“Not revealing specific locations where sasquatch sightings occur is the decision of the plaintiff, and in no way infringes upon his ability to espouse his beliefs regarding sasquatch existence,”
In a judicial version of “If you see something, say something,” a judge in British Columbia ruled against Bigfoot and one of its biggest fans, Sasquatch seeker Todd Standing, stating that no one in the provincial government is stopping Standing from revealing his proofs of the existence of the famous cryptid and it’s a waste of the court’s valuable time to pursue this approach rather than just showing his evidence to the world in any and every other way available.
“First, there is no political belief at issue here; Mr. Standing’s belief in the sasquatch’s existence is not a political matter.”
Even though it seems like everything is a political matter in the U.S., B.C. Supreme Court Justice Kenneth Ball says that’s not the case in Canada, at least when it comes to Bigfoot. That might change if cryptids get the right to vote or contribute to a political campaign, but until then, politicians do not have any obligation to protect Bigfoot.
“Second, such belief is not akin to ‘constructively immutable’ grounds like religion. Where religion can be an element core to a person’s state of being in all aspects of life, the same cannot be said of a belief in the existence of the sasquatch.”
Before you suggest that this ruling does not apply to your First Church of Sasquatch and that Bigfoot is all you think about day and night and what about that religion that worships Britain’s Prince Philip (true!), Justice Ball says you and Standing can believe whatever you want.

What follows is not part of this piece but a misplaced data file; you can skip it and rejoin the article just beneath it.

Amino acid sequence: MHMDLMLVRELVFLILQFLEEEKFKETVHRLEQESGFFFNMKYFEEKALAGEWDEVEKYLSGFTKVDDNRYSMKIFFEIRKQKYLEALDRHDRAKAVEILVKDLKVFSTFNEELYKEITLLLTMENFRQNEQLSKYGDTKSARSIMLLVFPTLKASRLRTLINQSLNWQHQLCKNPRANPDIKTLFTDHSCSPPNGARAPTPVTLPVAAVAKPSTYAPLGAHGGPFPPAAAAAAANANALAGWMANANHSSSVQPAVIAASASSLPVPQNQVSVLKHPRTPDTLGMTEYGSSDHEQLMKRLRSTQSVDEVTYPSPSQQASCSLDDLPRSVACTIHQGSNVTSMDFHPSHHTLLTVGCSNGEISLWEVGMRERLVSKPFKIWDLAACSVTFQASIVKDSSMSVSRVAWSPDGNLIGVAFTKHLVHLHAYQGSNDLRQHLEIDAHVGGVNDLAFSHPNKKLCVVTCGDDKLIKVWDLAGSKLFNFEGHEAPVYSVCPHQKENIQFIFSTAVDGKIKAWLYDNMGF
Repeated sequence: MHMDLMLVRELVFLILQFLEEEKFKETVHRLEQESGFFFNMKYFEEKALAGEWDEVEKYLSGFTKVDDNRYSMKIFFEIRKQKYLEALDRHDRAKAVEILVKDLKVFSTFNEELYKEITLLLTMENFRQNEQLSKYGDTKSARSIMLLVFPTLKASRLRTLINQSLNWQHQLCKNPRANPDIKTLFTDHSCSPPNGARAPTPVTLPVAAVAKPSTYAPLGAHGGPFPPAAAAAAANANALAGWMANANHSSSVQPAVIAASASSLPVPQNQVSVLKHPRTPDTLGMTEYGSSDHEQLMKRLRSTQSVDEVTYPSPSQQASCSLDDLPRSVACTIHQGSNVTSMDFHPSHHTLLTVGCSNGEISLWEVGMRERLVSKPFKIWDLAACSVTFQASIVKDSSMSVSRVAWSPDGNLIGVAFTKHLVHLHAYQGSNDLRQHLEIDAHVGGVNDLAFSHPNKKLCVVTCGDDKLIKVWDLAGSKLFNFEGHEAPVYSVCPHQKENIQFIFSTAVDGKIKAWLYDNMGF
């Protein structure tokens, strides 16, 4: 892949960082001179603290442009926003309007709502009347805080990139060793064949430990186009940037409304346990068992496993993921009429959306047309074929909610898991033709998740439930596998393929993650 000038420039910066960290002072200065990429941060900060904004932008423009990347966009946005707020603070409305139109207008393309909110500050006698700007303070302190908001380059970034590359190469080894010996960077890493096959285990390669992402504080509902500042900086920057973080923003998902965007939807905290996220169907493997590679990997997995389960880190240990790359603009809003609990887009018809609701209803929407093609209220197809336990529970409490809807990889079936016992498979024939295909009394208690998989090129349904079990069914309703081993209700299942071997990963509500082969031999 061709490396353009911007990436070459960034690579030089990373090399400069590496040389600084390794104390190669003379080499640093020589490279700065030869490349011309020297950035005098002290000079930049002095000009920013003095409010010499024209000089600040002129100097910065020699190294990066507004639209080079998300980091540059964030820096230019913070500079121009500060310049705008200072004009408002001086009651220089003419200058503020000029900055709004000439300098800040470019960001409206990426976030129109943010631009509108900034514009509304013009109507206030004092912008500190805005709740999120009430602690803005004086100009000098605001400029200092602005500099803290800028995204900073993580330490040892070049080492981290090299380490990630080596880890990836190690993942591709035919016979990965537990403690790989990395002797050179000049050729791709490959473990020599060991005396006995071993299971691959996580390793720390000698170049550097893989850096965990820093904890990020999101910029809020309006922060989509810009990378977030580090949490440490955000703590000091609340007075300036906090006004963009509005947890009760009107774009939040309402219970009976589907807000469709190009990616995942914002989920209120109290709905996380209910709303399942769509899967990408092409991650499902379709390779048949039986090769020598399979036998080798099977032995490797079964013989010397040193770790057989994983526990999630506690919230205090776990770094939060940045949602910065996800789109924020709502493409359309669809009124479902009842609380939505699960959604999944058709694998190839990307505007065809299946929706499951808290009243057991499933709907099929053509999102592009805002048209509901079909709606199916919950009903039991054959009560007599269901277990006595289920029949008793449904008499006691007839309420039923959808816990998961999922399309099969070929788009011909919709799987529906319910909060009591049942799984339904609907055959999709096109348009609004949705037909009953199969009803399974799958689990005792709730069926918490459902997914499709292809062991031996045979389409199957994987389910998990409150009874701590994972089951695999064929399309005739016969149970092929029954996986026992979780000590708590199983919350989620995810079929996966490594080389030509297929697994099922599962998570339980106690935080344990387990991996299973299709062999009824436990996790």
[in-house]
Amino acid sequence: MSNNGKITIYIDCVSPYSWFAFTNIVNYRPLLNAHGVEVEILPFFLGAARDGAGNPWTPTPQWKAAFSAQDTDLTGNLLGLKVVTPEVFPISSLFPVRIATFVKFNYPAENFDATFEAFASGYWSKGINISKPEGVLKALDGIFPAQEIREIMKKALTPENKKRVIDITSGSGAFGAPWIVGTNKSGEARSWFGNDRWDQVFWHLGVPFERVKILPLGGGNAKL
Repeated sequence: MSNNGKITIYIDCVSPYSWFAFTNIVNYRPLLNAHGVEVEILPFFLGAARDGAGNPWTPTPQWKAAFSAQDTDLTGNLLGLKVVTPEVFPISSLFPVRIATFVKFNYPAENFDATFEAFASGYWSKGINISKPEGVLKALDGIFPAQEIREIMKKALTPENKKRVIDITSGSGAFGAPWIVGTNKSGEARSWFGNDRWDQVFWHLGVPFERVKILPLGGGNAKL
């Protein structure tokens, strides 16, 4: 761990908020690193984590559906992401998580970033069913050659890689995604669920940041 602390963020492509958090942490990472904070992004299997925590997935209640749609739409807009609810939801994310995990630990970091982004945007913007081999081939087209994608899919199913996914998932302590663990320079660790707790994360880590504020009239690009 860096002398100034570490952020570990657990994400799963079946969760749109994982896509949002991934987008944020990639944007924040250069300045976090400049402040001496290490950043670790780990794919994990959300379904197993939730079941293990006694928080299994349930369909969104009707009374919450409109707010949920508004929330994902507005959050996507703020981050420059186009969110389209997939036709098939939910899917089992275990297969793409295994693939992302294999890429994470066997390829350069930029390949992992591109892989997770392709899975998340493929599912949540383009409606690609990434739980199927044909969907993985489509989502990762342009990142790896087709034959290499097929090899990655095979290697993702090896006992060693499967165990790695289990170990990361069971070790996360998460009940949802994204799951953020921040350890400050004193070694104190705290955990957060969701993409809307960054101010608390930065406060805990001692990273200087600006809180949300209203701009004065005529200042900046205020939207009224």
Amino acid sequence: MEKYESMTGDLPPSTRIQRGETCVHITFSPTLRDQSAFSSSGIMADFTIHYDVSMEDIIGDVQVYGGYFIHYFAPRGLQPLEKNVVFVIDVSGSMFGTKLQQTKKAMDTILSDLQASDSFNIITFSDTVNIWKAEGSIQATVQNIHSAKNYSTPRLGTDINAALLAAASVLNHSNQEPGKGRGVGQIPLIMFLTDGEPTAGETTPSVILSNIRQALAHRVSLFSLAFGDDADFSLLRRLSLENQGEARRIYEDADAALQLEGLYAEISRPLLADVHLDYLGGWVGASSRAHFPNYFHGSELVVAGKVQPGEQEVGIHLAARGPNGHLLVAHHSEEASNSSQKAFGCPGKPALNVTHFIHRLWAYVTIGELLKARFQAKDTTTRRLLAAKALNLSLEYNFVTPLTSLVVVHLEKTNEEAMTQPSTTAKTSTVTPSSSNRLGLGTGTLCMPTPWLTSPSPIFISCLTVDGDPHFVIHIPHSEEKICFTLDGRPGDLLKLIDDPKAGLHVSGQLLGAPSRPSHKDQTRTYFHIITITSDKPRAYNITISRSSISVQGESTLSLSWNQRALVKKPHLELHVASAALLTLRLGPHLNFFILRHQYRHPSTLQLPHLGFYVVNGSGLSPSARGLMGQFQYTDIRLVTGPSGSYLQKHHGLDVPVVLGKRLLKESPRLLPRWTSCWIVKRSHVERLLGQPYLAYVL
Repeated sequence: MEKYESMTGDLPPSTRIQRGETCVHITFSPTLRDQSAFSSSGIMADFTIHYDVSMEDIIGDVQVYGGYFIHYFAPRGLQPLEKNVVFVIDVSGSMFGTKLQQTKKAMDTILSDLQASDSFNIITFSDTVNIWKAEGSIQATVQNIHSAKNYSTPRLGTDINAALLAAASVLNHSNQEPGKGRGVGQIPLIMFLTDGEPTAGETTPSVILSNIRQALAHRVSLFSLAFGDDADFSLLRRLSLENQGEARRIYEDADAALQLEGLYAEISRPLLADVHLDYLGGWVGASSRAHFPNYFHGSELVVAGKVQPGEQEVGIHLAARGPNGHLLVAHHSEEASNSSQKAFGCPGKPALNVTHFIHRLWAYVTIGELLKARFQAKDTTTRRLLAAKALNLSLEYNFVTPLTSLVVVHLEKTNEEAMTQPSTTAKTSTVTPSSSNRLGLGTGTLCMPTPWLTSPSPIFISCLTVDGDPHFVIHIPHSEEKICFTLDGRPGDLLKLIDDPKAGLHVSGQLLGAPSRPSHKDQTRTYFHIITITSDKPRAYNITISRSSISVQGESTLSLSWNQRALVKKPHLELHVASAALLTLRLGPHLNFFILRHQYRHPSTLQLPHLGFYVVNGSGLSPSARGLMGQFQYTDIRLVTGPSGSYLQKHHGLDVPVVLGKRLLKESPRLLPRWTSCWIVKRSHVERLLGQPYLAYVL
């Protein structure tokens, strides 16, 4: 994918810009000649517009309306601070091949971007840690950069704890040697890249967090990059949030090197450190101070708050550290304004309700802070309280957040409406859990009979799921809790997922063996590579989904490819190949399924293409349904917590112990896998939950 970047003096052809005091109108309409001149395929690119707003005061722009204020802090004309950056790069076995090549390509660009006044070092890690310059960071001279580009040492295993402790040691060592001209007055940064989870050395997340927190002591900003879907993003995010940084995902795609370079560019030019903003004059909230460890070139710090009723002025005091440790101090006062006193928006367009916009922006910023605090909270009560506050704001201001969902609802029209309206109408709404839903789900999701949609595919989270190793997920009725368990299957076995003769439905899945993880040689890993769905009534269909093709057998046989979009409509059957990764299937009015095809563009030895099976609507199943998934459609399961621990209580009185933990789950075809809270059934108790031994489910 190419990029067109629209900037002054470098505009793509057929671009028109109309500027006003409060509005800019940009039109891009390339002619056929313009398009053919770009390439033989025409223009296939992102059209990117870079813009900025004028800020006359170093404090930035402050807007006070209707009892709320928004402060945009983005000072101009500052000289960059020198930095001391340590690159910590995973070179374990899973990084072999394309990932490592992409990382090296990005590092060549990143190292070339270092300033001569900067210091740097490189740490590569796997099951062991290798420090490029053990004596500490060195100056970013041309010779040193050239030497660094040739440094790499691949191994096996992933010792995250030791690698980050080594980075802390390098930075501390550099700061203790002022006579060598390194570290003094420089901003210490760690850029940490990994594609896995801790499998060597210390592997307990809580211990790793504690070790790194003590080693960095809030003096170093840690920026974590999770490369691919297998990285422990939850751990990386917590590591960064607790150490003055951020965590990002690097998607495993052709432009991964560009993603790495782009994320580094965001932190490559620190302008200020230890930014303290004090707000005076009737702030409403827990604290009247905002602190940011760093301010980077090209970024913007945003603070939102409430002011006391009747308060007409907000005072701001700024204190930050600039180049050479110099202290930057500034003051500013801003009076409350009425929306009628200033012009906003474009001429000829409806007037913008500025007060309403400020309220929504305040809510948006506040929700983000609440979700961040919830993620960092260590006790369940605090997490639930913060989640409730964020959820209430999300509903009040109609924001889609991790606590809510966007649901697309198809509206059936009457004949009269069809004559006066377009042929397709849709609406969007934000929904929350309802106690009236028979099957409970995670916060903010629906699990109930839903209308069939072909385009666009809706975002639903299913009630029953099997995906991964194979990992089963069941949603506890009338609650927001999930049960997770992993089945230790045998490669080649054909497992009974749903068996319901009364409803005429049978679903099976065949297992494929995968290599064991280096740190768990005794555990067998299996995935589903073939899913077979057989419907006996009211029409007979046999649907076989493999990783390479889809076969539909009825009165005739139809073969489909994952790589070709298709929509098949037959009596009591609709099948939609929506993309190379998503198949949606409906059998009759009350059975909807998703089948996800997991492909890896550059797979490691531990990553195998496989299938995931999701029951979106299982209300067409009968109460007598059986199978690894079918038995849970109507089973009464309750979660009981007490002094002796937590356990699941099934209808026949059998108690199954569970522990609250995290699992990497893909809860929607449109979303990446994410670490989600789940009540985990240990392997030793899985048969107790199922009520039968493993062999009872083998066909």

“However, the government’s non-acknowledgement of the sasquatch does not in any way prohibit or restrict the plaintiff’s ability to express his thoughts, beliefs, and opinions regarding the sasquatch.”
The judge’s response is well thought out and shows he took the case seriously. He noted that Standing had not established “a threat of violation, if not an actual violation, of rights under the Charter.” In ruling against him, Judge Ball said that the defendant (the state) “is entitled to its costs, payable by the plaintiff forthwith after assessment pursuant to Appendix “B” as a matter of ordinary difficulty.” And, once Standing pays the bill, he should not let the door hit him on the way out and don’t bother coming back.
“As a result, the claim of the plaintiff is hereby struck out and dismissed, without leave to amend, as the claim has no reasonable prospect of success.”
In other words, unless Standing returns with Bigfoot as a witness or Exhibit A, the case is closed. Of course, if Standing would (or could) do that, he wouldn’t need the protection of the court anyway.
What does Standing think of the ruling? His lawyer answered for him:
“I’m not happy with the ruling. I think there are good grounds to appeal it.”
Spoken like someone who knows his client still has some money left.